In April 2017, the contracting world saw the introduction of ‘off-payroll’ legislation in respect of IR35 for public sector engagements.
The reform imposes a requirement on the end client i.e. the public sector body, to determine if IR35 applies. Previously, IR35 determination was made by the contractor, but the change has now taken this decision out of their hands.
Where IR35 is deemed to apply, any payments made to the contractor are treated as if they were employment income. This means that they are subject to deduction of tax and NIC's, and receive a net pay income. However, where the public sector organisation use an agency, the responsibility for undertaking the PAYE operation and making the relevant deductions moves to that agency.
The question that HMRC continue to overlook is that of education with regards to IR35 and its legislative updates. Whilst the employment status tests for determining a contractors IR35 position remain unchanged, end clients, both in the public and private sector, are able to use CEST (Check Employment Status for Tax), HMRC’s online status indicator tool. CEST assists in making the IR35 decision based on a series of questions and responses.
Public Sector reforms a success?
It will come as no surprise to hear that HMRC believe the IR35 reforms in the public sector have been a resounding success in reducing non-compliance in the working practices of contractors. They remain keen to extend the same rules to the private sector and attempt to justify this by citing an estimated non-compliance cost of £1.2 billion by 2022/23. However, there is little to no evidence to back this whopping great figure up.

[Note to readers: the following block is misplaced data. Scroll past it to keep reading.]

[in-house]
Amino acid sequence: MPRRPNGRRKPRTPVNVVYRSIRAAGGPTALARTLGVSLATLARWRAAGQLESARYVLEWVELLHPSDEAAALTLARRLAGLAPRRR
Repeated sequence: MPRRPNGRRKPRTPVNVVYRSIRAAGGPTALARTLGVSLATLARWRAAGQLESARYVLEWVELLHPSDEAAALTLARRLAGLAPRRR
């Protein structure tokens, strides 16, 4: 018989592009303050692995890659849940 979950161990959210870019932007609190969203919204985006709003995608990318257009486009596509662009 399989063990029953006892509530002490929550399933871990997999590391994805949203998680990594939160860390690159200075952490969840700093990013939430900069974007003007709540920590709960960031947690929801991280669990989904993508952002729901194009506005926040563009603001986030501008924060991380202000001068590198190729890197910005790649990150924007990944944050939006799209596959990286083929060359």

So, what does the future hold? Well, many prominent IR35 commentators were expecting last year’s Autumn Budget to confirm that the IR35 public sector reforms would be cascaded over to the private sector. However, it was instead announced that the government were to consult prior to making any firm changes. This approach indicates that they appear to have learnt from mistakes made in the roll out of the public sector changes, where there was little consultation, as well as appearing keen to assure the contracting community that they will be listening to them and that their interests and concerns will be heard. The consultation itself can be expected any time soon.
A harder nut to crack?
It goes without saying that HMRC know the private sector will be a far harder nut to crack, and that it will not be as intimidated as the public sector. It is wholly feasible that end clients who suddenly become responsible for deducting PAYE and NIC's, and are also paying employers NIC's where a contract is deemed to fall within IR35, refuse to roll over and die without putting up huge resistance.
One can assume that the consultation process will not be rushed. This means that any changes to be integrated and rolled out as legislation will happen no sooner that April 2019. And with no significant announcements in the recent Spring Statement, April 2020 is now looking the more likely.
And finally… there is evidence that the public sector reform has not been the success HMRC purports. In fact, the opposite is the case, as there has been an exodus of contractors and a rise in rates. Many valuable and scarce skills and expertise are being lost to the private sector or from contracting altogether.
In such times, it is vital that the private sector sticks together and does not suffer the same fate. Contractors, agencies and accountants alike should get involved in the consultation process and present a compelling case to government. Any attempt to extend the off-payroll IR35 reform to the private sector will have an enormous economic impact.
If you do just one thing, then start educating yourself on IR35. Increase and raise awareness of what is at stake and above all else, participate in the consultation. The very fate of contracting is at stake - don’t let HMRC dictate it!